Who would have thought it? That the days of dressing up for work in many industries would soon be long gone. And, in many companies, that a conscious effort and even encouragement to dress down would be a requirement – how very non-British, no wonder Tie Rack is no more.
It is no surprise then, that this informality has spread and touched everything physical in the workplace. There is something both psychological and cultural that has taken hold: Work is serious, business is serious, the work place is a serious place, making money is a serious business – but if making money is the sole purpose of a business, then that alone will filter a culture. So today’s conscious businesses need to be more than that.
So what we have today are much more culturally aware businesses. We have founders, as opposed to owners, investors as opposed to shareholders, and businesses that focus on creating value as well and in some instances rather than profits, and that is really driving the workplace.
Businesses have quickly realised that their culture is an important and valuable asset. A businesses’ values, style, ethos, objectives and aims all culminate in what is now known as Brand. They want their Brand to be understood by everyone: their staff, their customer, their market. Their currency is the Brand itself.
The Brand is not simply a mark or a logo, albeit a lot can be read into a single mark or cleverly designed word. It is moreover a collection of things that go together to make that mark, and crucially to some businesses; the actual physical manifestation of that brand: the orientation, design, and inventory of their work place.
Here we come to another transitioning word about the work place: ‘Inventory’. Inventory no longer signifies merely a post room, tea station, printer, fax and copier, and a bunch of desks! On the contrary, the inventory of today might comprise a coffee bar and lounge, gym, yoga area, neighbourhoods, screening and media rooms and a range of diverse meeting and working spaces. No longer are you expected to sit at your desk for 8 hours, rather you are encouraged to work how and where it suits you, to walk around and collide, co-join and collaborate and drink lots of coffee …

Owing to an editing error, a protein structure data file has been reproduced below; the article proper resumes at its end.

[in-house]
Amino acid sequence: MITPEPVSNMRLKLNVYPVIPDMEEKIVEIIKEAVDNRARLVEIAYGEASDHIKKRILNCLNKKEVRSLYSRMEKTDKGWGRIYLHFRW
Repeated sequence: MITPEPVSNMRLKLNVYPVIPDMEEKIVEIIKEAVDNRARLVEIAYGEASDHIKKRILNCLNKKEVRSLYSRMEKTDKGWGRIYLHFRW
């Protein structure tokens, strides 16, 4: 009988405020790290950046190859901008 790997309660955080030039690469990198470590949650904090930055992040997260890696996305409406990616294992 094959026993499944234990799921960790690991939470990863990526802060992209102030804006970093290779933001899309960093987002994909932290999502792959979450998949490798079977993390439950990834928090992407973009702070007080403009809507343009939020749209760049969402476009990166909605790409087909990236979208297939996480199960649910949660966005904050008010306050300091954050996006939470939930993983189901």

So what’s the answer to those in business providing workspace buildings? Leave them empty! Create shells , make a wow impact like our Herbal House London, XYZ Manchester, and Leeds Dock . Create a platform to work with the businesses who will be occupying the creations , todays savvy corporates will want their Brand represented in every corner of their space, and, significantly they will want to own a different brand story, and you can contribute to that .’
Michael Ingall, CEO of Allied London
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At Trilogy we are constantly adapting to the changing needs and workstyles of our occupiers. We see the disruptive impact of the internet, social media and AI on the property industry as an opportunity, where our competitive edge comes from our ability to think not just about the convenience and affordability of a location, but in creating an experience that engages with the lifestyle choices of the talent our occupiers aim to attract.
Trilogy’s portfolio covers developments as different from one another as the Great Northern Warehouse in Manchester and Republic in East London, but each has a distinctive character built upon three core principals:
Create places that attract the talent of the creative, digital and knowledge economies – with a focus on wellness, contemporary style and environmental responsibility.
Create vibrancy and footfall beyond the 9-5 day through mixed use “live, work & play” refurbishments – a mix of workspace, residences and hotels, shops, cafes, bars and gyms defines the tone and appeal of a campus.
Place “user experience” at the centre of our business – our emphasis on quality public realm, events and participation creates a sense of community and activity. The days when our on-site management team could be limited to simply a building manager, a security guard and a receptionist are gone.
Robert Wolstenholme, CEO of Trilogy